Although no study evaluates the benefit of a combined intervention over strength or aerobic training alone, it is likely that the most beneficial exercise regimen combines different modalities of exercise, including endurance, strength and balance training. Similarly, multifaceted exercise programs may simultaneously target multiple aspects of PD disability:

Several different types of dance genres show benefit for body function with Tango being the most studied. Studies have demonstrated improvement in motor signs/symptoms, gait parameters, balance and upper extremity function. Most studies support the implementation of two dance classes per week of one hour each, in order to achieve improvements in balance, motor impairment, endurance and quality of life. Longer duration interventions may be more beneficial with greater improvements evident in balance and motor impairment.

• Studies have shown that Tai Chi may improve motor function, balance capacity and number of falls. Importantly, these benefits may be retained for months after completion of the program. Performing Tai Chi while using medication results in significantly greater benefit in terms of general motor symptoms, balance, mobility and stride length, with few adverse events. The reduction in falls is greater after a long-term (e.g. 6 months) Tai Chi program than in other exercise. Most of the studies were conducted for 60-minute sessions 2-3 times per week.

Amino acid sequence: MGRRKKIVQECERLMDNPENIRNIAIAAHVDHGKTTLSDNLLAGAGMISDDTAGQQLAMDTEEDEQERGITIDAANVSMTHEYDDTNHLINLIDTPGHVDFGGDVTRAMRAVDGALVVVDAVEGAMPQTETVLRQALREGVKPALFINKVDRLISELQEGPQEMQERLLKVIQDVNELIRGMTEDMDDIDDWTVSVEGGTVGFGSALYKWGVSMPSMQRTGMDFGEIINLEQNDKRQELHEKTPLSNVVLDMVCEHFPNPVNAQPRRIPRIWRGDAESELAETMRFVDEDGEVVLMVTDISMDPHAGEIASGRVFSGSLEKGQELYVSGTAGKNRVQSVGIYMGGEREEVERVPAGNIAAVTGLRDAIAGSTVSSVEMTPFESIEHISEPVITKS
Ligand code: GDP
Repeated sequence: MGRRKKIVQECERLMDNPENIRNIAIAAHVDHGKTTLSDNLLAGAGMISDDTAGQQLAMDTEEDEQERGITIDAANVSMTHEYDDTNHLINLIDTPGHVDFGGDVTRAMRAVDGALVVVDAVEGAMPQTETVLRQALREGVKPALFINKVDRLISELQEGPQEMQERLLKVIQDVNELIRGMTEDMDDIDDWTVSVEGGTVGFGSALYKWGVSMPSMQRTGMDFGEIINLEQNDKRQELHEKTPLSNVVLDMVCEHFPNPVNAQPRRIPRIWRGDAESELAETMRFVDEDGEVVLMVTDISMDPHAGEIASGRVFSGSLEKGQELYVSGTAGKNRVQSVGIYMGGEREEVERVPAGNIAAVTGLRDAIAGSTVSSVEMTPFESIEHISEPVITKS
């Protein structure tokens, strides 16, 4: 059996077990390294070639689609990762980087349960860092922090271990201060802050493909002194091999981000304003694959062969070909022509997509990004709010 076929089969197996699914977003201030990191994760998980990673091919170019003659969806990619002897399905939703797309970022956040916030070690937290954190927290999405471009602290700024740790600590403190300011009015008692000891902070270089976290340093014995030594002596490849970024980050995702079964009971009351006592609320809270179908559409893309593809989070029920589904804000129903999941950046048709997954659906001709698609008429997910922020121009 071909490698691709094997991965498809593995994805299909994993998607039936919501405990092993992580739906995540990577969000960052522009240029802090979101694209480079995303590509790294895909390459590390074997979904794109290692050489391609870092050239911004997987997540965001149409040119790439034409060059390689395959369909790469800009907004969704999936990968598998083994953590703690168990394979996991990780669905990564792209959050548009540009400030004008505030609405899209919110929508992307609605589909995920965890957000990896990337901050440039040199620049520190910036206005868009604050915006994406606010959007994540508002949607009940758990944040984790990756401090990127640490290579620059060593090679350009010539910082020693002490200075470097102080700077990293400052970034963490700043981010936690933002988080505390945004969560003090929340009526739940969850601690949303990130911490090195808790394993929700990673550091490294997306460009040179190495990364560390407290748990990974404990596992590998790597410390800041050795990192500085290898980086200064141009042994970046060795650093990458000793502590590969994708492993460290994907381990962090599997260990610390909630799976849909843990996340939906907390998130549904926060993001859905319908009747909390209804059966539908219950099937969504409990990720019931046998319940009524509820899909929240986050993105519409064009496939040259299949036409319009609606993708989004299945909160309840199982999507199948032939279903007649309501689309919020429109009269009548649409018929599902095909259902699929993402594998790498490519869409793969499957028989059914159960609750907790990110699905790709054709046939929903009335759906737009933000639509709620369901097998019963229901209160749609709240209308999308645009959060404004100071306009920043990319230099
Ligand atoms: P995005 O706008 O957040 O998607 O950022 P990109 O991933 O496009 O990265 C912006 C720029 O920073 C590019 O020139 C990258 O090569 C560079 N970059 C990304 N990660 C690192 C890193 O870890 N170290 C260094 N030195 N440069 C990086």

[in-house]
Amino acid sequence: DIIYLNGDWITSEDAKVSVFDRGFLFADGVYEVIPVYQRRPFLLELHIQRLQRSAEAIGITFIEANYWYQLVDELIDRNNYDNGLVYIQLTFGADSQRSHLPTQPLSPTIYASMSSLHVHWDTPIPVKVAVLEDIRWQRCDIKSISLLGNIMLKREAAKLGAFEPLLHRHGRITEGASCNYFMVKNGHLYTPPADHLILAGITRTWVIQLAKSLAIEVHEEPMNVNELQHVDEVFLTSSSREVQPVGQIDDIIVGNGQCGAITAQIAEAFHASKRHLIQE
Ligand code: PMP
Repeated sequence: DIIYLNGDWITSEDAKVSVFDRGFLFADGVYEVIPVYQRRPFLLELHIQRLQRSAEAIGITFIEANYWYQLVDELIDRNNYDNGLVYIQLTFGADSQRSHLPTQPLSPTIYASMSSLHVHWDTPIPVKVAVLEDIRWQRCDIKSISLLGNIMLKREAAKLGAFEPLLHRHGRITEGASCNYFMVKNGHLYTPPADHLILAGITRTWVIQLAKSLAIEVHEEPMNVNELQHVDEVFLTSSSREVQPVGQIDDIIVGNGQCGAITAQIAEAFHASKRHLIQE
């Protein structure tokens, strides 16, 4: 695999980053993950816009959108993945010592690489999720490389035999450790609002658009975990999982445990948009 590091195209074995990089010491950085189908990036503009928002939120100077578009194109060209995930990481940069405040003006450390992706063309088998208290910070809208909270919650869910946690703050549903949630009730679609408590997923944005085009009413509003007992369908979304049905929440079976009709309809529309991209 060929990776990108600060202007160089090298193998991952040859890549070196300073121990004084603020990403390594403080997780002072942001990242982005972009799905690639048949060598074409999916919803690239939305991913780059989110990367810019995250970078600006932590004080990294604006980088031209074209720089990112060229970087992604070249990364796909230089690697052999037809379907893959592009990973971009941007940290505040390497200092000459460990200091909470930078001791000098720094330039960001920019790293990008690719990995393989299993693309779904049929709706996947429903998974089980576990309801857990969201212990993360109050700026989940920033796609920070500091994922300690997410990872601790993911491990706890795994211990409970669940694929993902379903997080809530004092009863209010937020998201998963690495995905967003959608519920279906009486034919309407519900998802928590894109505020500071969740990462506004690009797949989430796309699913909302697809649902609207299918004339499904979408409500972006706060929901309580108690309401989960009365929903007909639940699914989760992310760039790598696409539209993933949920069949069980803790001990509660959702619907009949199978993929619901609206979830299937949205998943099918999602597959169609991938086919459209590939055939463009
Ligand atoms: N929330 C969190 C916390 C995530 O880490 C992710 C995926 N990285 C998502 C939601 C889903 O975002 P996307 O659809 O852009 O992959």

A recent Cochrane Systematic review comparing a variety of exercise interventions found that exercise in the short-term has positive benefits on mobility, balance, strength and physical functioning for PD patients; however, it was unable to identify the most optimal intervention. An extensive overview of literature between 1981-2015 echoed these findings, confirming the positive effect of physical activity on physical capacities, physical and cognitive functional capacities and motor symptoms (UPDRS III) of PD.

As we await answers from new randomized controlled trials, the implication of existing studies remains strong: PD is a progressive disease, but exercise may slow its effects, reduce disability and improve quality of life for PD patients.

Complete list of references: Exercise_References.docx